They Respond Only When The Public Shows Its Muscle
In the latest chapter of the fiasco the Royal Bank of Canada (RBC) created by importing Temporary Foreign Workers, the RBC placed full-page ads in many newspapers all across Canada. The purpose of the ad (“An Open Letter To Canadians”) was to calm the public which has voiced its outrage at RBC for its efforts to replace Canadian IT workers with workers from India. RBC has not admitted how much money Canadians, in their anger, have moved out of RBC to other financial institutions. But in placing the ads, RBC has demonstrated its fear of the power that the public can assert when it rises up to disapprove of them or any other group.
Here are a few more observations :
1. The public has told Royal Bank CEO Gordon Nixon and all other Canadian employers that they think the practice of In-sourcing (importing foreign workers to fill Canadian jobs) is wrong. To the public, companies like the Royal Bank which have made huge profits in Canada ($7.5 Billion in 2012) have a moral obligation to employ Canadians. As other cases such as the hiring of Mainland Chinese Temporary Foreign Workers by Mainland Chinese-owned coal mines in British Columbia have shown, employers have twisted government regulations in order to import Temporary Foreign Workers. Thousands of companies (Tim Horton’s is another shameful example) have in-sourced low-wage workers. RBC CEO Gordon Nixon has apologized to his displaced IT workers for being “insensitive” and told them they will get “comparable job opportunities within the bank”. The best apology he could have made to them was to re-hire them in their former jobs and to send a Labour Contractor predator like iGATE packing. But he has not done that. The public knows that iGATE was the hitman, but RBC paid the hitman and is just as guilty. Instead of admitting that RBC planned all along to in-source—as long as it could get away with doing it— Nixon has twisted this situation and said that it is really a case of out-sourcing, that is, it is a case of work being transferred to a low-wage country like India.
2. If RBC is deluded enough to think this is OK, the public has also told RBC CEO Gordon Nixon that out-sourcing is just as wrong. In other words, if a company is swimming in profits which it has made off Canadians, it again has a moral obligation to employ Canadians. Moreover, it should not be making excuses such as the standard one that it needs to cut costs in order to remain competitive. To the public, RBC’s huge profits show that it can easily bear the costs of employing Canadian workers. And when the public sees CEO Gordon Nixon state in his letter that the bank is “reviewing our supplier arrangements and policies”, they suspect Nixon and his cohorts are waiting for the dust to settle. At that time, they will return to the same-old tactics which brought RBC to import Temporary Foreign Workers in the first place.To prevent this, Ottawa has to shake a big stick in their faces. RBC’s defenders claim that out-sourcing is OK because other businesses have done the same thing. But CEO Nixon and his defenders have to be reminded that those tactics have been a disaster for the Western World. Out-sourcing has caused the de-industrialization of the Western world and the re-location of millions of jobs in low-wage countries such as India and China. China, in particular, is using the massive profits it has made by helping the West to commit suicide, to re-colonize much of the world. Yes, rampant, mindless consumerism by the public has got to end, but so does greed-motivated, ill-considered out-sourcing.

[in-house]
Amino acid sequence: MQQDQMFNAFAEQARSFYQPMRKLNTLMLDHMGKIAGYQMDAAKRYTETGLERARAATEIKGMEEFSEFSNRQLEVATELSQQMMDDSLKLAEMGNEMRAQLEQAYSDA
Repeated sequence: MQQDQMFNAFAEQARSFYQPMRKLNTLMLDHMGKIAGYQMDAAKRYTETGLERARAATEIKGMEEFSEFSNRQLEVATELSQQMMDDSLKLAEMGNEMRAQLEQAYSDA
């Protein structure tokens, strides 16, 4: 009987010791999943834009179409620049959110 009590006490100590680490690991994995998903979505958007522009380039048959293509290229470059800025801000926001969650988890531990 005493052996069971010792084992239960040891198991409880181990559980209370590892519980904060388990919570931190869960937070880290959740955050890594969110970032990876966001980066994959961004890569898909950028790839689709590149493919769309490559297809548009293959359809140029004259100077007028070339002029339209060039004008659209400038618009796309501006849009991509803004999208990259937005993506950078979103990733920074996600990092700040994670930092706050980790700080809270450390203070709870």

3. Many in the public are now seeing that unnecessary regular immigration of close to 6 million people since 1991 has probably caused as much or more damage than that done by both in-sourcing Temporary Foreign Workers and out-sourcing jobs. Although recent polls say that a significant number of Canadians do not want high immigration, and although many want Canada’s immigration levels reduced, many Canadians remain unaware of what is really happening on the immigration front or have been so intimidated about the immigration issue that they do not speak out. To help them commit suicide, media such as our CBC are currently running senseless ads for so-called “Cultural Diversity In The Workplace”. Does this mean that our CBC will soon be interviewing RBC’s Temporary Foreign Workers from India as an example of what our CBC calls “Cultural Diversity In The Workplace”? Like almost everything the CBC has done on the immigration issue, this current effort is mindless immigration industry propaganda and completely ignores the damage done to Canadians by greed-motivated, under-handed employers. Like RBC, the CBC is an arrogant slow-learner and will respond only to muscle.
4. The mainstream public continues to be betrayed not just by its CBC, but by its political leaders. The job prospects for both unemployed Aboriginals and mainstream Canadians remain grim. Although the federal government has promised to review Canada’s Temporary Foreign Worker program and other parties have spoken out against RBC and other employer actions, not a single MP has spoken out against the regular immigration madness. Furthermore, the federal government has not promised to end a provision which allows employers to pay Temporary Foreign Workers 15% less that the wage paid to Canadians. This provision has probably encouraged employers to use the TFW program and should be terminated. Furthermore, no MP’s have spoken out against Canada’s so-called Employment Equity program for visible minorities which gives preference in getting a job to visible minority immigrants (whom Canada never needed) —all at the expense of mainstream Canadians and a major on-going injustice.
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